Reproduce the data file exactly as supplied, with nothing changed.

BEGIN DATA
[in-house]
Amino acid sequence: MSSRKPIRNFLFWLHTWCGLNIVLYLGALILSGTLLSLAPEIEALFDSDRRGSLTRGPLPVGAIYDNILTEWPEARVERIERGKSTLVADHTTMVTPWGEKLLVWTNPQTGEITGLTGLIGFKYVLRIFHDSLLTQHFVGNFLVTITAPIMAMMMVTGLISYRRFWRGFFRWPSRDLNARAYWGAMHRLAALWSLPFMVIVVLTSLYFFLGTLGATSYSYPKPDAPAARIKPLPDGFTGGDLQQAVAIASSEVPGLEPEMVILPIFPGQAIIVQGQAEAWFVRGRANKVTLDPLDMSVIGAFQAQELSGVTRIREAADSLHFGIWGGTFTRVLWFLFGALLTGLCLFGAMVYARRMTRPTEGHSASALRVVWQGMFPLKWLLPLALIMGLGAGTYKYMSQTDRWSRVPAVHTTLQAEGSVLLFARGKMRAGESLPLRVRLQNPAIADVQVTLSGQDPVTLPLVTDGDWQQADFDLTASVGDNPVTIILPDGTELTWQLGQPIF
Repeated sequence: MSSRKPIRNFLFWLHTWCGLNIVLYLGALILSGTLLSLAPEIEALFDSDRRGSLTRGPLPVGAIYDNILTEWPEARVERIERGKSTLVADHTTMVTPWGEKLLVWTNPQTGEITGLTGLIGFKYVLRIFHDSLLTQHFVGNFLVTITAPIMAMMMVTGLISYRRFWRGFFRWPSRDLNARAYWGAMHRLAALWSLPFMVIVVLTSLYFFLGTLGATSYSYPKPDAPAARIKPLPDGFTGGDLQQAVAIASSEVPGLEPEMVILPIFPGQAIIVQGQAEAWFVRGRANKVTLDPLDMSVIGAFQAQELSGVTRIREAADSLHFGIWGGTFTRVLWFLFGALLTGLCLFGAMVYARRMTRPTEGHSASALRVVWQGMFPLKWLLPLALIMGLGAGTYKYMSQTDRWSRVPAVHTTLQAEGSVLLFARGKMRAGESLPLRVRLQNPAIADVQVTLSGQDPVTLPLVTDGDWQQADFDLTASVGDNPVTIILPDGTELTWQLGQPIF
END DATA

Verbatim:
[in-house]
Amino acid sequence: MSSRKPIRNFLFWLHTWCGLNIVLYLGALILSGTLLSLAPEIEALFDSDRRGSLTRGPLPVGAIYDNILTEWPEARVERIERGKSTLVADHTTMVTPWGEKLLVWTNPQTGEITGLTGLIGFKYVLRIFHDSLLTQHFVGNFLVTITAPIMAMMMVTGLISYRRFWRGFFRWPSRDLNARAYWGAMHRLAALWSLPFMVIVVLTSLYFFLGTLGATSYSYPKPDAPAARIKPLPDGFTGGDLQQAVAIASSEVPGLEPEMVILPIFPGQAIIVQGQAEAWFVRGRANKVTLDPLDMSVIGAFQAQELSGVTRIREAADSLHFGIWGGTFTRVLWFLFGALLTGLCLFGAMVYARRMTRPTEGHSASALRVVWQGMFPLKWLLPLALIMGLGAGTYKYMSQTDRWSRVPAVHTTLQAEGSVLLFARGKMRAGESLPLRVRLQNPAIADVQVTLSGQDPVTLPLVTDGDWQQADFDLTASVGDNPVTIILPDGTELTWQLGQPIF
Repeated sequence: MSSRKPIRNFLFWLHTWCGLNIVLYLGALILSGTLLSLAPEIEALFDSDRRGSLTRGPLPVGAIYDNILTEWPEARVERIERGKSTLVADHTTMVTPWGEKLLVWTNPQTGEITGLTGLIGFKYVLRIFHDSLLTQHFVGNFLVTITAPIMAMMMVTGLISYRRFWRGFFRWPSRDLNARAYWGAMHRLAALWSLPFMVIVVLTSLYFFLGTLGATSYSYPKPDAPAARIKPLPDGFTGGDLQQAVAIASSEVPGLEPEMVILPIFPGQAIIVQGQAEAWFVRGRANKVTLDPLDMSVIGAFQAQELSGVTRIREAADSLHFGIWGGTFTRVLWFLFGALLTGLCLFGAMVYARRMTRPTEGHSASALRVVWQGMFPLKWLLPLALIMGLGAGTYKYMSQTDRWSRVPAVHTTLQAEGSVLLFARGKMRAGESLPLRVRLQNPAIADVQVTLSGQDPVTLPLVTDGDWQQADFDLTASVGDNPVTIILPDGTELTWQLGQPIF